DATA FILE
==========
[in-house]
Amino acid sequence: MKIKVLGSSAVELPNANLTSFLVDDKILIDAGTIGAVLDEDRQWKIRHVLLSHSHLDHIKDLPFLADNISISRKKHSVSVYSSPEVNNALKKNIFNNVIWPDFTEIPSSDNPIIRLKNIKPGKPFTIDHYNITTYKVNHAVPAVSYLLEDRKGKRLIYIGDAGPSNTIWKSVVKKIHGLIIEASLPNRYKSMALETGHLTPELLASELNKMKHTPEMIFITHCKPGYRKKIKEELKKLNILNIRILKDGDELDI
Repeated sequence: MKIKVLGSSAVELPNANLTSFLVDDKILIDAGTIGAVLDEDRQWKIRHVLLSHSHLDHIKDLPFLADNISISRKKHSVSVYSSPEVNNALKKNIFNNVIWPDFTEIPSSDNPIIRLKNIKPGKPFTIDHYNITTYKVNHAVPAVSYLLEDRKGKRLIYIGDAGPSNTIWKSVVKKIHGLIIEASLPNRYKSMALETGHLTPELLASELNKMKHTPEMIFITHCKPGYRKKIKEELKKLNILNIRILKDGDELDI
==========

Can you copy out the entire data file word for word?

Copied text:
[in-house]
Amino acid sequence: MKIKVLGSSAVELPNANLTSFLVDDKILIDAGTIGAVLDEDRQWKIRHVLLSHSHLDHIKDLPFLADNISISRKKHSVSVYSSPEVNNALKKNIFNNVIWPDFTEIPSSDNPIIRLKNIKPGKPFTIDHYNITTYKVNHAVPAVSYLLEDRKGKRLIYIGDAGPSNTIWKSVVKKIHGLIIEASLPNRYKSMALETGHLTPELLASELNKMKHTPEMIFITHCKPGYRKKIKEELKKLNILNIRILKDGDELDI
Repeated sequence: MKIKVLGSSAVELPNANLTSFLVDDKILIDAGTIGAVLDEDRQWKIRHVLLSHSHLDHIKDLPFLADNISISRKKHSVSVYSSPEVNNALKKNIFNNVIWPDFTEIPSSDNPIIRLKNIKPGKPFTIDHYNITTYKVNHAVPAVSYLLEDRKGKRLIYIGDAGPSNTIWKSVVKKIHGLIIEASLPNRYKSMALETGHLTPELLASELNKMKHTPEMIFITHCKPGYRKKIKEELKKLNILNIRILKDGDELDI